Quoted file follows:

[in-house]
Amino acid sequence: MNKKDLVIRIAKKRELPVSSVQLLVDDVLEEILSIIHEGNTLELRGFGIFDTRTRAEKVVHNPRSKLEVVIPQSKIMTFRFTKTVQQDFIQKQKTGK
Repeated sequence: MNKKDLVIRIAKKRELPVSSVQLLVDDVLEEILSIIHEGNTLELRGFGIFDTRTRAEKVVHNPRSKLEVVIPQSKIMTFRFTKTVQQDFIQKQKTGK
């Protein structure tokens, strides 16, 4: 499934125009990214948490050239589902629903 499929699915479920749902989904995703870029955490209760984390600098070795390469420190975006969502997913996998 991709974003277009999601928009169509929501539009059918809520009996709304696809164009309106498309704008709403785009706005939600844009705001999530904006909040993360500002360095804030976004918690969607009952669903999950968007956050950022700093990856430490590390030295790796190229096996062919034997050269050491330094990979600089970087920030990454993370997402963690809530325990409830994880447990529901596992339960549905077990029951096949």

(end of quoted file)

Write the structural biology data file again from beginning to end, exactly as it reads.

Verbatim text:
[in-house]
Amino acid sequence: MNKKDLVIRIAKKRELPVSSVQLLVDDVLEEILSIIHEGNTLELRGFGIFDTRTRAEKVVHNPRSKLEVVIPQSKIMTFRFTKTVQQDFIQKQKTGK
Repeated sequence: MNKKDLVIRIAKKRELPVSSVQLLVDDVLEEILSIIHEGNTLELRGFGIFDTRTRAEKVVHNPRSKLEVVIPQSKIMTFRFTKTVQQDFIQKQKTGK
């Protein structure tokens, strides 16, 4: 499934125009990214948490050239589902629903 499929699915479920749902989904995703870029955490209760984390600098070795390469420190975006969502997913996998 991709974003277009999601928009169509929501539009059918809520009996709304696809164009309106498309704008709403785009706005939600844009705001999530904006909040993360500002360095804030976004918690969607009952669903999950968007956050950022700093990856430490590390030295790796190229096996062919034997050269050491330094990979600089970087920030990454993370997402963690809530325990409830994880447990529901596992339960549905077990029951096949």